A Manufactured Product:
The practice of composting is not strictly a natural process. No-where in nature do compost heaps naturally or spontaneously occur. Autumn leaves may gather and decay but despite their apparent similarity they are not compost heaps. Composting occurs when another organism deliberately gathers up material and constructs it so as to encourage a rapid explosion of specific micro-organisms. Just as bread is not simply a combination of flour and water baked into a rock but is the product of the controlled growth of a specific micro-organism (namely yeast) so compost is also the product of the controlled growth of specific micro-organisms: principally the thermopile (heat loving) and mesophile (warm loving) bacteria.
A Modern Process:
Whilst there are some early references to compost (1600’s) and in the late 1800’s Paris disposed of its manure and organic wastes in the market gardens that surrounded it; thus giving rise to modern horticulture, this was more often 17th and 19th Century waste disposal than the considered and controlled manufacture of compost. Composting in the modern sense did not begin until the early 20th Century, where it formed a major part of the ‘Humus Theory‘, and like many things in science it happened in a lot of places at once: It flowered. Perhaps the most significant “bloom” occurred in the 1920’s at the Indore Research Station, Indore, Central India where Sir Albert Howard developed the Indore process of composting. (Howard 1940). Howard, particularly in the English speaking World was the first to look at composting not just as a means of returning or disposing of wastes but as a major factor in managing and improving soil fertility and crop production.
A Three Phase Process:
Composting, unlike the leaven bread analogy, is not the result of a single process or single organism but the controlled growth and succession of organisms. Each stage serves a purpose and prepares the compost material (substrate) for the next. These stages are: a thermophilic (hot), a mesophilic (warm) and a stabilisation or curing stage (cool) and it is the control and co-ordination of these three processes that results in good quality compost or horrible smelly muck.
A Living Product:
Perhaps the biggest misconception with compost is it’s true biological state. Because compost is made with dead organic material and has an appearance similar to mineral earth it is similarly regarded as being an inert and relatively dead material. However quite the reverse is true. It is this ‘livingness‘ of compost that one is attempting to cultivate and exploit through the process rather than the elemental constituents of the contributing raw materials.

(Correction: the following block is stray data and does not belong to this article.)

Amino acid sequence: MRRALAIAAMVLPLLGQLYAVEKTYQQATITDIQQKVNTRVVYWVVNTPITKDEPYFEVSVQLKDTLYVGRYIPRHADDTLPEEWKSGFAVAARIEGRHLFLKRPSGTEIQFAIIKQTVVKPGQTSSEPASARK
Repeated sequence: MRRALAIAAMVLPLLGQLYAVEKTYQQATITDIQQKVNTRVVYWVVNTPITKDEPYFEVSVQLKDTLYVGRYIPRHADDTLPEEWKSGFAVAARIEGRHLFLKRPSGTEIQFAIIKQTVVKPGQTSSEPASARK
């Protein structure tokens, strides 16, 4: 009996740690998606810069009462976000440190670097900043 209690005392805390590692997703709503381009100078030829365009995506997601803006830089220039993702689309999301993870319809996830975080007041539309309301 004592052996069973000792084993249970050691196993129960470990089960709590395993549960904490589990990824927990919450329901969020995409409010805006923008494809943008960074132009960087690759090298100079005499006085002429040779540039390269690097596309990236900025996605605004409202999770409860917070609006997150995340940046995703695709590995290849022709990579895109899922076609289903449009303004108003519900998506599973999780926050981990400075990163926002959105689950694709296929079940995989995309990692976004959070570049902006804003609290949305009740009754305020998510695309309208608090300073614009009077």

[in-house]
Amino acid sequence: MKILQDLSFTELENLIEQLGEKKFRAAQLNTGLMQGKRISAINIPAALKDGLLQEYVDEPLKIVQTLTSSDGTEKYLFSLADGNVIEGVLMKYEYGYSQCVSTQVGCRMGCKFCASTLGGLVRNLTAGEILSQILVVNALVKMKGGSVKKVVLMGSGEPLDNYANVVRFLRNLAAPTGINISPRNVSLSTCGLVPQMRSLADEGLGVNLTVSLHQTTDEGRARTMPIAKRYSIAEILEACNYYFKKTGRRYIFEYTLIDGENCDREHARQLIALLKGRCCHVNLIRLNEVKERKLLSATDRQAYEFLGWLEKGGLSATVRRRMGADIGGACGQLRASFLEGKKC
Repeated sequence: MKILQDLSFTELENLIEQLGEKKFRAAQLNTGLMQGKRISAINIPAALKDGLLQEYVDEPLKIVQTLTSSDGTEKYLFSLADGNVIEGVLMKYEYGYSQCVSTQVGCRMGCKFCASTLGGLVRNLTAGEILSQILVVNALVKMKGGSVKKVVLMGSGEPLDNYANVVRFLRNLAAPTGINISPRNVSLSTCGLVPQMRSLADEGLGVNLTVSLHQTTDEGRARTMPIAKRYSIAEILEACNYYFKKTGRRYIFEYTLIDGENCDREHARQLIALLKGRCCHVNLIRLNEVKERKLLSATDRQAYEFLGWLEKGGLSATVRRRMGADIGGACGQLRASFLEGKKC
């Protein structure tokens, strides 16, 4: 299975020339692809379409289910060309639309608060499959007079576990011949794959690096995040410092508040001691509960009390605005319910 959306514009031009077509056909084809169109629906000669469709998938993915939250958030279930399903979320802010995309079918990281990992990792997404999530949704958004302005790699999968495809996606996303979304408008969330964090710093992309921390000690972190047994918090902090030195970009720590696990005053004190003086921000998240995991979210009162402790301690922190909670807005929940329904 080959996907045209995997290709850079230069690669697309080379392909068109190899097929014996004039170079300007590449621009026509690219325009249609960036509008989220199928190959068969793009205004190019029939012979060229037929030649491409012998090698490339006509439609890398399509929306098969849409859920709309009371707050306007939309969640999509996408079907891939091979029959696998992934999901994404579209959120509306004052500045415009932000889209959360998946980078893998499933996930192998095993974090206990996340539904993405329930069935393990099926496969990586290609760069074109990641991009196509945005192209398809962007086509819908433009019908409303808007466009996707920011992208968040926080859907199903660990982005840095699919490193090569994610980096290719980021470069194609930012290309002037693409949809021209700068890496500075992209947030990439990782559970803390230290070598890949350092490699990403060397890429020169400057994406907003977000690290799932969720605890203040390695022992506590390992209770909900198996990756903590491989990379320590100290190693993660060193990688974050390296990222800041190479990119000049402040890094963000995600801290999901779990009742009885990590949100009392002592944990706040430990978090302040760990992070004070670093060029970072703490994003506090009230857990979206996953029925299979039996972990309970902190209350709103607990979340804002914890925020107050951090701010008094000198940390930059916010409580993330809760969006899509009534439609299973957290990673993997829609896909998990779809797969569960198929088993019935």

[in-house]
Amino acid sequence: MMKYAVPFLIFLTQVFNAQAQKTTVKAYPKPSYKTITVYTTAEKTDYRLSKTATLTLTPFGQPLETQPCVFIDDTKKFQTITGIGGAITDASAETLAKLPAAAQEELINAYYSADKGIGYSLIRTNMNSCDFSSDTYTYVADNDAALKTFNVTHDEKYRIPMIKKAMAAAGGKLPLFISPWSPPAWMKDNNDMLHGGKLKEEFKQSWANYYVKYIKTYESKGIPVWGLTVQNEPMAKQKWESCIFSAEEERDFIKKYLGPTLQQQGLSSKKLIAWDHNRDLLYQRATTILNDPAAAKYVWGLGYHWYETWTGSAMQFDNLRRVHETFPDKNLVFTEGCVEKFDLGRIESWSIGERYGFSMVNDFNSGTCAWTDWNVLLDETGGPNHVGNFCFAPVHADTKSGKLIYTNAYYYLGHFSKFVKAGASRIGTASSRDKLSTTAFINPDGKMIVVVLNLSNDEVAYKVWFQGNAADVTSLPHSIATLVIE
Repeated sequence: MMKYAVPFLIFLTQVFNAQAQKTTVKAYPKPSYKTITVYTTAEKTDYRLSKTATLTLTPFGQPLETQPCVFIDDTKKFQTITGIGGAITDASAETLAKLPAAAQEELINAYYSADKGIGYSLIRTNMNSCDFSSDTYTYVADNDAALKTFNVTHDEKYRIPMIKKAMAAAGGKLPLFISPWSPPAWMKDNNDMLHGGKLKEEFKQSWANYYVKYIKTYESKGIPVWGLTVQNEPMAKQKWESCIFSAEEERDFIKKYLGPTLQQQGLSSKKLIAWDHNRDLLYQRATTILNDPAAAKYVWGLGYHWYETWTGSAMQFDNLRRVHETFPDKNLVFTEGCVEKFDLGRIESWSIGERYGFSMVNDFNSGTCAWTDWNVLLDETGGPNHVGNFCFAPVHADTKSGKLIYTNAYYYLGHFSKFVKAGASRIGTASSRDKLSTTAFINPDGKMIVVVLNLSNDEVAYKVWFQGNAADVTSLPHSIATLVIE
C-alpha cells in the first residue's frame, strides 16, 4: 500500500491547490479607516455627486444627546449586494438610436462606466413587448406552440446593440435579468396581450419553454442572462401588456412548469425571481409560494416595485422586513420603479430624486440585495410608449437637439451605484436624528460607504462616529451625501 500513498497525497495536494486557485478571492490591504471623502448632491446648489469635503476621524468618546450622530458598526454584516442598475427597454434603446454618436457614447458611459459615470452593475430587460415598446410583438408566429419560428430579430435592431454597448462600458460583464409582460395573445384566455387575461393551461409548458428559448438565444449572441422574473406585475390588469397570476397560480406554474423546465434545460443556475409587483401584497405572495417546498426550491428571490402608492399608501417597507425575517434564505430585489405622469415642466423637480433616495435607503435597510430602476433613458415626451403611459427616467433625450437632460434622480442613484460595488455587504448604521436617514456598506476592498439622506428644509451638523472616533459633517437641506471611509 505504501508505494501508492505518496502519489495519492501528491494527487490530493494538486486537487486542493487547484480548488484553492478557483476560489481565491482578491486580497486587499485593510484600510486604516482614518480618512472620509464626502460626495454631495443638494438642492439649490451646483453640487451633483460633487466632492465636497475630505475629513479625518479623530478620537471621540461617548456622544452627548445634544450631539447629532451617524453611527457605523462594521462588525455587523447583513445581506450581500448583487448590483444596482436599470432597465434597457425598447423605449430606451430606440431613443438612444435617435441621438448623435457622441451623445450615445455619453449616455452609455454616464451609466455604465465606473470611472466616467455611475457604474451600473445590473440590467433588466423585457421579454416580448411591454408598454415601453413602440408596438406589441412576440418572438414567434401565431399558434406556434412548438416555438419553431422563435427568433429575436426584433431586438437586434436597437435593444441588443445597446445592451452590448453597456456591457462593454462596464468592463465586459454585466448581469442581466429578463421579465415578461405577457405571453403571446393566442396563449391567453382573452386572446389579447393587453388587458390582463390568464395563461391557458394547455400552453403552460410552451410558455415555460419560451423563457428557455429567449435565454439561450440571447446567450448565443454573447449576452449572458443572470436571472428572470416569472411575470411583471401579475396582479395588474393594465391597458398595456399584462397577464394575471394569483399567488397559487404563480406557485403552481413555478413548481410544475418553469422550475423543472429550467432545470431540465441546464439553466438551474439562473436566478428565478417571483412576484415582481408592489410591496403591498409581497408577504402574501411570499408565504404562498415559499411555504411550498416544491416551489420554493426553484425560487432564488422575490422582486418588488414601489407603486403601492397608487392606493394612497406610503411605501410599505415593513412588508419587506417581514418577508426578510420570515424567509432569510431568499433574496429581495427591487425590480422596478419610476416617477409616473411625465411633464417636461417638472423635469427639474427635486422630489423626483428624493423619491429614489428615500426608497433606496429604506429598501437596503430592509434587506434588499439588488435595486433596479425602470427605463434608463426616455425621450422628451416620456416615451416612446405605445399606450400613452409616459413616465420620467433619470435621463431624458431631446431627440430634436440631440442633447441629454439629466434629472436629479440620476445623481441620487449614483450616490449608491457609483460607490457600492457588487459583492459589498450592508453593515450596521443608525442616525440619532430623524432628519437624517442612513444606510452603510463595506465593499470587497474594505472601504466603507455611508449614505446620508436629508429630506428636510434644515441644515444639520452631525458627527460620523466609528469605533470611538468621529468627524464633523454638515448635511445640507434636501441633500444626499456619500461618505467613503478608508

These raw materials are the feed stocks upon which the microbial communities proliferate, and with optimum conditions growth rates can be exceptional. It has been estimated that in a single gram of compost in excess of 10 billion individual organisms or Colony Forming Units (CFU) can proliferate and it is this, the microbial biomass and what it can contribute rather than the feed stocks used that the composter is interested in. Similarly it has been argued that under optimum conditions the entire substrate can become utilized by and into the microbial biomass so that there is only microbial material and none of the original feed stock remains.
Thus contrary to popular belief compost is not decayed and dead plant material but organic material that has been converted into microbial biomass by the process of composting. A process that similarly occurs in the soil but at much slower and under more erratic and less efficient conditions.
Whilst all 22 nutrients that a plant needs for growth are to some degree present in a finished compost it is to the availability of the elements of Nitrogen, Phosphorus and Sulphur that compost principally contributes too.
Thus we see that compost is not a ‘natural process’ in the true sense, for it does not spontaneously occur in nature, nor is the end product an inert material. Compost in the 21st Century is a modern three phase manufacturing process that produces a greatly enhanced microbial biomass that can be utilised to maximise the availability of Nitrogen, Phosphorus and Sulphur (the biotic nutrients of the 3-4-5 Nutrient model) in agriculture situations.
next: Compost container construction, principles of manufacture
Free Cultural Works (CC-BY-NC-SA) Malcolm McEwen 2011